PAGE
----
Tuesday, November 24, 2009

Fines Fines Everywhere a Fine

Two Bills Introduced By Councilman Kenney lists some pretty stiff penalties ($300) for riding on the sidewalk or wearing headphones. If you are caught operating a bicycle "without brakes" the bicycle would be subject to confiscation. But an analysis of similar code violations shows that these "crimes don't fit the time".

Let's examine the case of $300 for wearing headphones. The assumption here is that the bicyclist is distracted by wearing them. They could be listening to music, a podcast etc. The current law is quite simple and does not distinguish between noise canceling headphones, dollar store earbuds and bluetooth headsets.

Philadelphia recently passed an ordinance for talking on cell phones, a rampant distraction for pedestrians, bicyclists and especially motorists. The National Highway Safety Administration accounts that cell phone usage contributes to more than 2,600 traffic deaths annually, and if you are pulled over in Philadelphia for using a cell phone you will be fined a whopping $150. So theoretically your hands free bluetooth will cost more than riding with one hand stuck to your ear or texting about the latest gossip about "Twilight New Moon" to your friend Brittany.

Now what about bicycling on the sidewalk? In June 2009 Mayor Nutter signed a new law that raised the fines for bicycling on the sidewalk from $10 to $50 (In fact the Police charge $54, go figure). Compare that fine to Red Light Running, responsible for 900 traffic deaths and 153,000 injuries. Running a Red Light in Philadelphia will set you back $119. So if you need to use Roosevelt Boulevard you should really weigh the option of bicycling on the highway rather than on the sidewalk.

The proposed confiscation of bicycles without brakes is perhaps the most misunderstood concept of all. It appears that City Council does not understand the technology of fixed gear bicycles. Isaiah Thompson does a good job explaining this issue on the CityPaper's Clog. When are motor vehicles subject to confiscation? Well apparently if you are cited for Driving Under the Influence your vehicle could be confiscated. DUI contributes to 12,000 traffic deaths per year.

The oddities of Philadelphia's Bicycle Regulations raises the question as to why most of them are needed at all? The Commonwealth of Pennsylvania already has a good set of laws on the books pertaining to bicycles that conform with Chapter 11 of the Uniform Vehicle Code (UVC) which is a set of model traffic laws for states and local governments to adopt.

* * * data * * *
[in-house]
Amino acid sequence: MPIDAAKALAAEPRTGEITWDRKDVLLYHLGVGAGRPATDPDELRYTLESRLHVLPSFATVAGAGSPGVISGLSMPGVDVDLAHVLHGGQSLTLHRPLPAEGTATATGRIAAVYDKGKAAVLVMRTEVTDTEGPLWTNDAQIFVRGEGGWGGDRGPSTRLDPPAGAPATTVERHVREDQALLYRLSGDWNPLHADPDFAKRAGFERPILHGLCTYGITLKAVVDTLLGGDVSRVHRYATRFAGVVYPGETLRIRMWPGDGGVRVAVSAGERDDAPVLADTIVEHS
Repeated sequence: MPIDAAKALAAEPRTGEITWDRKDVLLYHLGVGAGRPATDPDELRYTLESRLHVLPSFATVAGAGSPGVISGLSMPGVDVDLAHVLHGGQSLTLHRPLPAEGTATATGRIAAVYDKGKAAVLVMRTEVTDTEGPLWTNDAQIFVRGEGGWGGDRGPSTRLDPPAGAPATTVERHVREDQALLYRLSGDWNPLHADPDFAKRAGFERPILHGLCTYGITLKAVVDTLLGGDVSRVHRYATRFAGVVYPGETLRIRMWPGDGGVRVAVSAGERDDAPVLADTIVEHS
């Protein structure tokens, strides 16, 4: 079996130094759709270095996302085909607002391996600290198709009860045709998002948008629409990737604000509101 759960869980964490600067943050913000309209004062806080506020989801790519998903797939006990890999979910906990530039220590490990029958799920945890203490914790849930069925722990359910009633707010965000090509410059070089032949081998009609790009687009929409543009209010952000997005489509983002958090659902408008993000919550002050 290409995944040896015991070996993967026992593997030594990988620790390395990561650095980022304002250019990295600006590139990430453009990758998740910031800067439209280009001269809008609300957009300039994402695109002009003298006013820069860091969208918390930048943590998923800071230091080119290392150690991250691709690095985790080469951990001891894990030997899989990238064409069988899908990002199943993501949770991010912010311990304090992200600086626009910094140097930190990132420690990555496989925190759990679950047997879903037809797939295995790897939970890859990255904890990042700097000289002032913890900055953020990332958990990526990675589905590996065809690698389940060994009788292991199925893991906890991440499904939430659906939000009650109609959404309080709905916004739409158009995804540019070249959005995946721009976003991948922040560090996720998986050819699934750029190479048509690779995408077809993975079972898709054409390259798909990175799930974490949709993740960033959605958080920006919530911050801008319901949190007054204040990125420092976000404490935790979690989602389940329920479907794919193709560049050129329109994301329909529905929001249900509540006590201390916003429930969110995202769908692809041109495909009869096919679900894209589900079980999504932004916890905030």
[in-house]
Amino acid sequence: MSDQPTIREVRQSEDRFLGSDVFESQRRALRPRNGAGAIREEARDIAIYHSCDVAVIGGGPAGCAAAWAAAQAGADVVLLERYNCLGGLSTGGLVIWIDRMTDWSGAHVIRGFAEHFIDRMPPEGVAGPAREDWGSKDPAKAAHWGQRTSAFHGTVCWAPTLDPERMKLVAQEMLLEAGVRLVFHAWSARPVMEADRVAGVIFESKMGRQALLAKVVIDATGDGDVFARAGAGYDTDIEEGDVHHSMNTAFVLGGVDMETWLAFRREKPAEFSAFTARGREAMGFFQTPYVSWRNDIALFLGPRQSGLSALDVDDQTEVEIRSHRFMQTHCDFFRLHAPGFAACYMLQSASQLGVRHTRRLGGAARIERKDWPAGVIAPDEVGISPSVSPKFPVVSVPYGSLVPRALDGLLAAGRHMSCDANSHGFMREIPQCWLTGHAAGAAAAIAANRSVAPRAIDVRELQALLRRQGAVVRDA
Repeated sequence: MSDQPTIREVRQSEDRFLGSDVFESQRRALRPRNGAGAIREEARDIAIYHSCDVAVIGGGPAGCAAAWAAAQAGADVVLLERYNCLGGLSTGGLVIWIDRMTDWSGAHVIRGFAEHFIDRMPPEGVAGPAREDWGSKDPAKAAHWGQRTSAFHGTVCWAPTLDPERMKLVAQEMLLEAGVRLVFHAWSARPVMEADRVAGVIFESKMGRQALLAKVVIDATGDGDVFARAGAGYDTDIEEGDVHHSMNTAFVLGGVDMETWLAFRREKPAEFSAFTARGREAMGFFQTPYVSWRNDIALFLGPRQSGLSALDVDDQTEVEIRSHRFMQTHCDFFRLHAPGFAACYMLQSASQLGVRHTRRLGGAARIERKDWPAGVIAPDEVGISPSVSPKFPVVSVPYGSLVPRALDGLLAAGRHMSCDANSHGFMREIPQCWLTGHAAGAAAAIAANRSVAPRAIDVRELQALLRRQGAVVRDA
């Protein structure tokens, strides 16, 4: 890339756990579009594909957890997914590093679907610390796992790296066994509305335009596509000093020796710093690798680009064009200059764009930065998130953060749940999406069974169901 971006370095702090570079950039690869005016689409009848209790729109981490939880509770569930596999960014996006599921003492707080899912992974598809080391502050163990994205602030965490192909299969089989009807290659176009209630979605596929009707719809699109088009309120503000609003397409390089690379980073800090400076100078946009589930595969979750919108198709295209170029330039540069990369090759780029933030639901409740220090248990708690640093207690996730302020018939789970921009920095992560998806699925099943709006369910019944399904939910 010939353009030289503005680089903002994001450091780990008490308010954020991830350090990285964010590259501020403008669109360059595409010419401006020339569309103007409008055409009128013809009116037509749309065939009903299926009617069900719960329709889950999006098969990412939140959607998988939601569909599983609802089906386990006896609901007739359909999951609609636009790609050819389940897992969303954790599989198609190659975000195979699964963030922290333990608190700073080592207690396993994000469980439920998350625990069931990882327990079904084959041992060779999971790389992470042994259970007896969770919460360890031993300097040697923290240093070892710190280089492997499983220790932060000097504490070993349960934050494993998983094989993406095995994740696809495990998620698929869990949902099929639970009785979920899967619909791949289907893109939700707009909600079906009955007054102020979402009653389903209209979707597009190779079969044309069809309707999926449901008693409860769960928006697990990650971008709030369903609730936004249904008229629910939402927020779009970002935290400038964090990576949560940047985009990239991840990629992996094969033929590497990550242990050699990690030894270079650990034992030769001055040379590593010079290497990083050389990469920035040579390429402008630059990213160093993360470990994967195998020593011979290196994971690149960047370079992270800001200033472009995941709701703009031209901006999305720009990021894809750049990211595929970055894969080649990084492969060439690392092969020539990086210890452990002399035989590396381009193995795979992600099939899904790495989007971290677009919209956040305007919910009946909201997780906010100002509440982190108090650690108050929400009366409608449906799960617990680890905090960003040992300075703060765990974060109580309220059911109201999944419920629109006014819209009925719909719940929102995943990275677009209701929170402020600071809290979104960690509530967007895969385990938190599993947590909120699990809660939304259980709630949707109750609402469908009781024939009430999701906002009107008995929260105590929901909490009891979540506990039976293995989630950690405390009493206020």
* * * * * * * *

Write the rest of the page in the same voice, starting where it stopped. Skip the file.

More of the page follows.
The Bicycle Coalition is involved in a deliberate process that will make recommendations to reform Bicycle regulations in the Philadelphia Bicycle and Pedestrian Plan. But we may have an opportunity now to begin the discussion of fair and just bicycle laws with City Council.

6 comments:

Matt said...

I guess I have to tell my 9 year boy that we have to ride our bikes in the street now. Or should I ride on the sidewalk with him and risk a ticket? How will I explain to him that the police are just doing their job and that I am not a 'real' criminal? I guess we'll take or chances with the motor vehicles that don't stop at stop signs, run read lights, turn on 'no turn on read' signs, and don't share the read. Remember Tony Jr.,, daddy loves you but our City Council doesn't.

Ben said...

Points mostly well taken, but are you suggesting that $50 (or $54) is too steep for riding on the sidewalk? I don't think so--this really needs to end as it is really dangerous. $300 is steep but this should be a highly discouraged activity.

WTF Matt? Riding on the sidewalk is really dangerous and INCREASES your chances of being in an accident. If you live in some sleepy residential neighborhood where this is safe, I don't think the cops are going to be beating down your door if you and your son ride on the sidewalk. Everyone needs to ease up on the hyperbole.

I don't agree with all the new proposed ordinances and stepped up enforcement but riding on the sidewalk, especially downtown, has GOT to stop.

David said...

All I know is that if I'm going to be treated the same as a motorist while riding my bike then I'm riding down the center of the lane so I don't get side-swiped or run off the road by SEPTA busses any more.

Seriously, if they want to treat us like cars, we should get all the same rights as cars.

Sorry this is 16th St. in the middle of rush hour officer... but I just can't pedal any faster!

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